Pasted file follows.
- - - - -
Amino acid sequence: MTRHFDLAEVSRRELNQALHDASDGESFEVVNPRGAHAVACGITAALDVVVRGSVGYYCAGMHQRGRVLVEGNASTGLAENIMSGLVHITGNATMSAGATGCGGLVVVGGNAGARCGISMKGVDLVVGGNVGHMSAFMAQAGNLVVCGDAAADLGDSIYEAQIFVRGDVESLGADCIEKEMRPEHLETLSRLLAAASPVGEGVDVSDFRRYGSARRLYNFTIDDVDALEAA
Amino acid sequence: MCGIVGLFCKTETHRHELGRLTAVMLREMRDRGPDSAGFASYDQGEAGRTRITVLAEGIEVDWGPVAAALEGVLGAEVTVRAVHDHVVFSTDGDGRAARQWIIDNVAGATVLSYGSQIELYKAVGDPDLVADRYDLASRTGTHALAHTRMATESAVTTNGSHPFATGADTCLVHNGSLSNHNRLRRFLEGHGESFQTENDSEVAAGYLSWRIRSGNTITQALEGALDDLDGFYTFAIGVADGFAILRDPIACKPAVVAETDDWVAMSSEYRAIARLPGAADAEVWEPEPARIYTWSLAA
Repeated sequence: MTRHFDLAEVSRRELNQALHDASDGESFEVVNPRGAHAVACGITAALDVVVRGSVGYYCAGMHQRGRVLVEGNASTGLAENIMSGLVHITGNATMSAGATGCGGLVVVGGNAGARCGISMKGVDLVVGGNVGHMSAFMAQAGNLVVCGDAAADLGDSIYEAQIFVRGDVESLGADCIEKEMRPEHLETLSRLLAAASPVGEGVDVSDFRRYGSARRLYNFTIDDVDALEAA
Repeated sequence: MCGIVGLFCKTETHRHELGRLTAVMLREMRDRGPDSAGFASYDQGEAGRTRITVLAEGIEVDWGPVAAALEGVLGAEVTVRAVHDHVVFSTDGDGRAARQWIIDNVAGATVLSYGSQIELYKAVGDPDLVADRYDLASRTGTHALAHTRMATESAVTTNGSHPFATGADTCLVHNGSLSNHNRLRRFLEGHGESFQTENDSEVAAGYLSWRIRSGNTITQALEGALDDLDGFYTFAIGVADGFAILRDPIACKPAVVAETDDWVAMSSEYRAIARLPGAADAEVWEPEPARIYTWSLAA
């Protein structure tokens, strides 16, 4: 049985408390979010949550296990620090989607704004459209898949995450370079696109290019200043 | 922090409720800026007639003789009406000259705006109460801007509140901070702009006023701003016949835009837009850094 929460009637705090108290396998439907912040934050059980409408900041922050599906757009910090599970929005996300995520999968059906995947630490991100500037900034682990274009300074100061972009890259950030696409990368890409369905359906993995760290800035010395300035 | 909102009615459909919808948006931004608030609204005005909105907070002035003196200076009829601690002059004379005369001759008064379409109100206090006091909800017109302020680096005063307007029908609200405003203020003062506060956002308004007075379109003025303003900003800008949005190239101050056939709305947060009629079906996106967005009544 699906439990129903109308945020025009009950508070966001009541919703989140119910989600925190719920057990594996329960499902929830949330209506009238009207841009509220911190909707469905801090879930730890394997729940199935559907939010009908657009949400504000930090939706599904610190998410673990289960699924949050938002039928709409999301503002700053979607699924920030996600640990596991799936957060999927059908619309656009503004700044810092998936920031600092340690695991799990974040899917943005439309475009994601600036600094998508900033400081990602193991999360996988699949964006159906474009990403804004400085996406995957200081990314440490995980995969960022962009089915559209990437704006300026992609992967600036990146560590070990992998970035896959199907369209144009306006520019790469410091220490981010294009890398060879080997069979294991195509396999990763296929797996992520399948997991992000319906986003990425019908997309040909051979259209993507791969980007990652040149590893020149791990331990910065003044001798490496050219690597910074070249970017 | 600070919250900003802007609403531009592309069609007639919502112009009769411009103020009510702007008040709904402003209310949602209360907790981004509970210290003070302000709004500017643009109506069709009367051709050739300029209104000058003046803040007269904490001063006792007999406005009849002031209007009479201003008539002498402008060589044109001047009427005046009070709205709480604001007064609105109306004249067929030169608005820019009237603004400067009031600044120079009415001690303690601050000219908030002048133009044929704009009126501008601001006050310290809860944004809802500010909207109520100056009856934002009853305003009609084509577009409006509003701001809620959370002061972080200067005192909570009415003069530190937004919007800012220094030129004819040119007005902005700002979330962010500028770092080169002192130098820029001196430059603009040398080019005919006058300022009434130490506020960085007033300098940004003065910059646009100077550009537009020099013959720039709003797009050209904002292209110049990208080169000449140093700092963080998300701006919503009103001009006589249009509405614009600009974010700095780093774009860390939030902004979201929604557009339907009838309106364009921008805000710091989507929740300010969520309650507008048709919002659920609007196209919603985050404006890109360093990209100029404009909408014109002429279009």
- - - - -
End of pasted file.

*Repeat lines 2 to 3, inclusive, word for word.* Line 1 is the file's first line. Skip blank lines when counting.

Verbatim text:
Amino acid sequence: MCGIVGLFCKTETHRHELGRLTAVMLREMRDRGPDSAGFASYDQGEAGRTRITVLAEGIEVDWGPVAAALEGVLGAEVTVRAVHDHVVFSTDGDGRAARQWIIDNVAGATVLSYGSQIELYKAVGDPDLVADRYDLASRTGTHALAHTRMATESAVTTNGSHPFATGADTCLVHNGSLSNHNRLRRFLEGHGESFQTENDSEVAAGYLSWRIRSGNTITQALEGALDDLDGFYTFAIGVADGFAILRDPIACKPAVVAETDDWVAMSSEYRAIARLPGAADAEVWEPEPARIYTWSLAA
Repeated sequence: MTRHFDLAEVSRRELNQALHDASDGESFEVVNPRGAHAVACGITAALDVVVRGSVGYYCAGMHQRGRVLVEGNASTGLAENIMSGLVHITGNATMSAGATGCGGLVVVGGNAGARCGISMKGVDLVVGGNVGHMSAFMAQAGNLVVCGDAAADLGDSIYEAQIFVRGDVESLGADCIEKEMRPEHLETLSRLLAAASPVGEGVDVSDFRRYGSARRLYNFTIDDVDALEAA